northwest as a robust shortwave--readily apparent this morning on 
all moisture-channel bands crossing into Idaho--dips into the area. 
The associated low-level mass response will result in increasing 
warm advection on the nose of a burgeoning low-level jet, but 
exactly where this occurs remains a bit in question but will have a 
great deal of bearing on where a potential MCS initiates and 
subsequently tracks. This evening's ECMWF came in a bit farther 
southwest, the GFS remains a southern outlier, and the NAM and CMC 
are both slightly farther north. The attendant warm advection will 
intercept a very steep mid-level lapse rate plume, resulting in 
likely robust convective development. Best guess at this point is
CI occurring across north-central to north-west Iowa with 
activity tracking southeast from there. This would take the brunt 
of wind-related impacts from this system mostly south and west of
our CWA, but any northeastward shift in the LLJ would change 
this. A potential for wind damage certainly exists, most notably
south and west of a roughly Rockford to Gibson line. The current 
Day 2 SPC outlook conveys a reasonable demarcation of the location
of the greatest severe threat based on this evening's multi-model
consensus. We'll obviously keep close tabs on this portion of the
forecast as a reservoir of very high instability will be 
available for convective processing into Tuesday afternoon. Most 
likely time for any impacts from this system look to be from 
daybreak Tuesday into early Tuesday afternoon. 



248 AM CDT

Tuesday night through Sunday...

Depending on the mesoscale evolution that takes place on Tuesday
afternoon with any MCS activity, we may have to monitor for a
potential for additional convective development into Tuesday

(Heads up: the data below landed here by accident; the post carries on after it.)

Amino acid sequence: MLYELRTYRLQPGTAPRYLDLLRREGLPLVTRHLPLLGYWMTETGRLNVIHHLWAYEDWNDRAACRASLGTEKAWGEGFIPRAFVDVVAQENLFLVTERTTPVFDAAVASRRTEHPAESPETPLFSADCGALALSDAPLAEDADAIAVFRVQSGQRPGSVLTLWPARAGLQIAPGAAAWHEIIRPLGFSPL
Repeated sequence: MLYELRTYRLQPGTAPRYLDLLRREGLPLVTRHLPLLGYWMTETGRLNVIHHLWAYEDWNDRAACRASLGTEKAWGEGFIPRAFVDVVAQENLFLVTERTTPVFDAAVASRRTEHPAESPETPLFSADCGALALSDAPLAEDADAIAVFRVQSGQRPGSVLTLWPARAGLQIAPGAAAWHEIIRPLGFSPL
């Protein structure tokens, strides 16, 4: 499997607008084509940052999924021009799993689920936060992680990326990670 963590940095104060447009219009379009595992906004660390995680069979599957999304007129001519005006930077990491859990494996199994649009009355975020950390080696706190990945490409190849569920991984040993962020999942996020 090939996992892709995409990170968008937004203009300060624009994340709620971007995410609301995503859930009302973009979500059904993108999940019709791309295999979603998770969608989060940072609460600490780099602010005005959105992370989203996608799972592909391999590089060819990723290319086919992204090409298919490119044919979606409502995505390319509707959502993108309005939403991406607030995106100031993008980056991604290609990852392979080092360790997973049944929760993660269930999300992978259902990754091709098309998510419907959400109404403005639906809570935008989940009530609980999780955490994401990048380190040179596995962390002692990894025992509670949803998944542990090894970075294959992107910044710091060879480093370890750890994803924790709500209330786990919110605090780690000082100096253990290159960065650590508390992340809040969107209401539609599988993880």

night and Wednesday morning. Some guidance indicates an 
approaching jet streak and attendant ageostrophic mass response in
the low-levels (tied to the thermally indirect transverse portion
of the ageostrophic jet circulation) with another LLJ possibly 
driving renewed convection near and atop and remnant outflow 
boundary (ies). Should something like this take place, a threat 
for training convection could develop given the anticipated mid 
and upper-level flow orientation. PoPs will be capped at 30-40% 
through Wednesday due to low confidence nature of this portion of 
the forecast. 

At this time, Thursday and into the weekend is looking rather
pleasant and dry with refreshing temperatures and low humidity as
dewpoints drop back into the 50s. Some low shower and storm
chances will spread back east across the region towards the very
end of this forecast (Sunday and into Monday) as high pressure
builds off to our east. 



For the 06Z TAFs...

Relatively quiet period expected for the TAF sites, and with dry 
conditions likely. Scattered shower and thunderstorm development 
is possible this afternoon into early evening, however, will stay 
just to the south. VFR ceilings likely early this morning, with 
some MVFR ceilings then possibly developing closer to daybreak. 
Don't think these ceilings will get too low, and also don't 
anticipate them to be in place for too long today. A light 
westerly wind expected early this morning, and then turning to the
north northeast later this morning.